I will have a night sleep on this and evaluate further tomorrow.
Removed the gussets and took this picture to illustrate the extra bend.
As a next step I deburred and cleaned the shoulder harnass attach brackets (F636, shoulder harness anchor).
The anchor is attached to the longeron using AN3 bolts.
To position the anchor, you have to draw a lengthwise alignment line 1/8" from the outboard edge of the longeron. Then measure a horizontal line at 17/32" from the front of the F708 bulkhed. The most backward line is my reference line perpendicular on the front of the F708. The second one (forward) is the one where the bolt will be centered.
Clamped the anchor parallel to the lengthwise line and showing the forward line through the back hole of the anchor.
Drilled and clecoed 3/16.
Good edge distance overall.
Here's a view with both passenger and pilot side drilled.
Deburred holes on longeron, gussets, canopy deck, F757S, aft deck F714 and F636 anchors.
Next I noticed that I forgot to dimple the vertical line where the F-728A channel attached to the F706 bulkhead. I rivetted the channel and angle at an earlier stage so all I had to do left was to dimple the holes for #30 and rivet it together.
Don't rivet the row on the left side (in the picture) just yet as the F787 stiffener web will attach also at that location.
Tried to rivet the connection of the bellcrank channel with the 706 and I set two rivets. I tilted both of them. Started cursing and called it a night... I'll get back to this when my nerves cool down.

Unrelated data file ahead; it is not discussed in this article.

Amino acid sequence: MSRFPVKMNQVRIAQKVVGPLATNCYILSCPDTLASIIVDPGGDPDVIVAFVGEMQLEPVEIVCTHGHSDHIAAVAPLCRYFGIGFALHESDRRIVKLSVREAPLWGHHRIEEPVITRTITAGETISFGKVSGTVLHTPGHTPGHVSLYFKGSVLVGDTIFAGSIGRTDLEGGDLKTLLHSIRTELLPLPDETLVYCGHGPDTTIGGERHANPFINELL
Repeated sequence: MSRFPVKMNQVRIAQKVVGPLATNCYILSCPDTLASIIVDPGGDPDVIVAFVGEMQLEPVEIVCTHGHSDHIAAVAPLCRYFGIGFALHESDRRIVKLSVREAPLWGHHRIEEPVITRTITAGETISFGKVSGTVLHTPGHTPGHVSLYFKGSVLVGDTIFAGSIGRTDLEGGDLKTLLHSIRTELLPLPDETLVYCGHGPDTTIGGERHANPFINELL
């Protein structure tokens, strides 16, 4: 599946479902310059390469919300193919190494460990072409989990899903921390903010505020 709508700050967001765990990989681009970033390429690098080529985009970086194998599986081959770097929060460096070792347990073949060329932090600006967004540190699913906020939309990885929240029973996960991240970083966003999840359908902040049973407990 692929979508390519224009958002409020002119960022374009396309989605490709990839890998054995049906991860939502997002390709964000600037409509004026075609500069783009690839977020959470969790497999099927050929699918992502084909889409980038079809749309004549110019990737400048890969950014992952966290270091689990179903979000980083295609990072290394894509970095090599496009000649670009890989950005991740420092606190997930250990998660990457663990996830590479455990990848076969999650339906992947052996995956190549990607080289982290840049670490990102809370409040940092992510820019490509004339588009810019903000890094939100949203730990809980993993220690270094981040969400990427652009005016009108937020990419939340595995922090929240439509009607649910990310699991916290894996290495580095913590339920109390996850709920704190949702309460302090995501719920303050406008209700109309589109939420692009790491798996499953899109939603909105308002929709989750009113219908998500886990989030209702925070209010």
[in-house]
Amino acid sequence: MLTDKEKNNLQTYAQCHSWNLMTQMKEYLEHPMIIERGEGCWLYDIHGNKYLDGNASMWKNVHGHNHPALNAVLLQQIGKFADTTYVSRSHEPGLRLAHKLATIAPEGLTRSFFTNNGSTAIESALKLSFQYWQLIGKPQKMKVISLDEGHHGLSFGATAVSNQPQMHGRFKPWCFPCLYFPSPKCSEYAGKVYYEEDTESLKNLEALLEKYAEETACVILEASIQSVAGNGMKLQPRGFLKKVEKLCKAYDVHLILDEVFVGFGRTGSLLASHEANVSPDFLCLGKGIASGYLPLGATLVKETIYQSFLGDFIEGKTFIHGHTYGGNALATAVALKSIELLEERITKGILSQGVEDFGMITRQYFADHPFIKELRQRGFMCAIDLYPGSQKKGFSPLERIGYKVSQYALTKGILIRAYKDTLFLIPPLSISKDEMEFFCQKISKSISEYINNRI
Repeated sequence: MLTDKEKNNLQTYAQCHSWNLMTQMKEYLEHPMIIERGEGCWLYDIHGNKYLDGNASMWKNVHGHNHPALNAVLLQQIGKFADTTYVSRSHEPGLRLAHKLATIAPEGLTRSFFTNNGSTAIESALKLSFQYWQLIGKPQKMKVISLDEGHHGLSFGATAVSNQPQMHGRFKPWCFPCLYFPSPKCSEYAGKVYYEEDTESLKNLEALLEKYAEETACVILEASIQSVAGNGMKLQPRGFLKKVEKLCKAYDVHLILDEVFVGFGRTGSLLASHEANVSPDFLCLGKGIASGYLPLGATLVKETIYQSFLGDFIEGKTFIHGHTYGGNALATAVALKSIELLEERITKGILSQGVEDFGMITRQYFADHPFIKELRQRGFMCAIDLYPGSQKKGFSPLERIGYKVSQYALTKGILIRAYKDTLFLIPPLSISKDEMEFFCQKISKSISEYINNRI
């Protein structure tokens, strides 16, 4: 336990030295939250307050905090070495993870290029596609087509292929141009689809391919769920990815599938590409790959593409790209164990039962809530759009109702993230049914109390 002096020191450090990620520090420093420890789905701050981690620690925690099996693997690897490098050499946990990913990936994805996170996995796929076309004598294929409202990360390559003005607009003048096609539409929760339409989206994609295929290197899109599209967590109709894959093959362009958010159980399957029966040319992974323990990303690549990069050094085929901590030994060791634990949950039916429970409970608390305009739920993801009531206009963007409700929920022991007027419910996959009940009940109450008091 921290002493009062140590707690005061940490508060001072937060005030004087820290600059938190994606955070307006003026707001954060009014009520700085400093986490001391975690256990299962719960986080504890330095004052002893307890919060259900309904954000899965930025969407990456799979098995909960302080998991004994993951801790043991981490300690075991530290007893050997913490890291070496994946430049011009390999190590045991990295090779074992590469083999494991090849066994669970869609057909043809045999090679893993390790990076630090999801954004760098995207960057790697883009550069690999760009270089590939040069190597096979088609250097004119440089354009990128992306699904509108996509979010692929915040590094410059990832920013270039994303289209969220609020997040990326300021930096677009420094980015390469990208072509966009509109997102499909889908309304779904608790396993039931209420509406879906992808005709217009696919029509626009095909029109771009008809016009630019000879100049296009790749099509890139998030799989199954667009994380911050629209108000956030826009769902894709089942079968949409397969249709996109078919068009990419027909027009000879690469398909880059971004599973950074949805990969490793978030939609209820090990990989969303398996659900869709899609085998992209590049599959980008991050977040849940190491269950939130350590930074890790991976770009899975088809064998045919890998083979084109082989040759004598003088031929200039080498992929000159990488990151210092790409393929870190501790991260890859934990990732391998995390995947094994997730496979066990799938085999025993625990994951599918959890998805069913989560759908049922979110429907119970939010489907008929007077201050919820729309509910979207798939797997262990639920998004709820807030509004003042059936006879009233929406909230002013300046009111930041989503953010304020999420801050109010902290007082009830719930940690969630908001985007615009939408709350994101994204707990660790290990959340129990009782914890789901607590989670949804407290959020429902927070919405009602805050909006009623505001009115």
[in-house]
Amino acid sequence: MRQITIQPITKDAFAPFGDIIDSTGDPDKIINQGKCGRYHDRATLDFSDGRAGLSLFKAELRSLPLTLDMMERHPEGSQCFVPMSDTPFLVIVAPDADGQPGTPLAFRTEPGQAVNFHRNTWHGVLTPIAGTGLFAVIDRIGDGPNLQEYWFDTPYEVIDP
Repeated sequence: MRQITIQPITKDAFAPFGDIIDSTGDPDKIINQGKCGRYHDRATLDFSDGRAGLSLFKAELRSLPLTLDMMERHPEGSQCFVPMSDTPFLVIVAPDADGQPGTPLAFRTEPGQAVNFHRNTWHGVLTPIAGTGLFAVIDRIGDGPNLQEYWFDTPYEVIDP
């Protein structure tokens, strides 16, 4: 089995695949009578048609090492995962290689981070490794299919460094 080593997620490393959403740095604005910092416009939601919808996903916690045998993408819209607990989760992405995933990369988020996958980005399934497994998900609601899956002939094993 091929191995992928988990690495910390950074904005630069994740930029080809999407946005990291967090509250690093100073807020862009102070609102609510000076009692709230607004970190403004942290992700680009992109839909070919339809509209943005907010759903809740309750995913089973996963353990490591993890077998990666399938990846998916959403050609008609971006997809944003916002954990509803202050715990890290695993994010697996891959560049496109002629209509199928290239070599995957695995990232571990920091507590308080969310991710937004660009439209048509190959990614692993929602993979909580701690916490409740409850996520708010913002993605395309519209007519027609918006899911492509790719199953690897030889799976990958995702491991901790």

Vans mentions in the plans that this is a difficult location and allows CS4-4 pop rivets in the lower three holes and that's probably what I'll end up doing.
Continued on the canopy decks and the F-757-S for sliding canopy.
In the previous session, I drilled these to through the forward side through the holes in the F-721B canopy deck.
Next step was to mark the locations as mentioned in Detail A of plan DWG25.
The detail A doesn't mention any dimensions for distances. You will find these on the detail image for cutting F-757-T for tipup canopy.
9/32" are required from the side of the longeron for edge distance and then you measure 1/4" from the aft end of the F--705-F channel.
This requires to remove the F-757-S temporarily.
From that point, measure twice 1" 7/32. I guess the positioning here is not all that critical as long as sufficient edge distance from side and aft end of F-757 is ok.
Clamped back in place and drilled the first hole to #40.
Then continued with the rest at #40 and finally used some new drills I bought from PANAM from #40 to #30.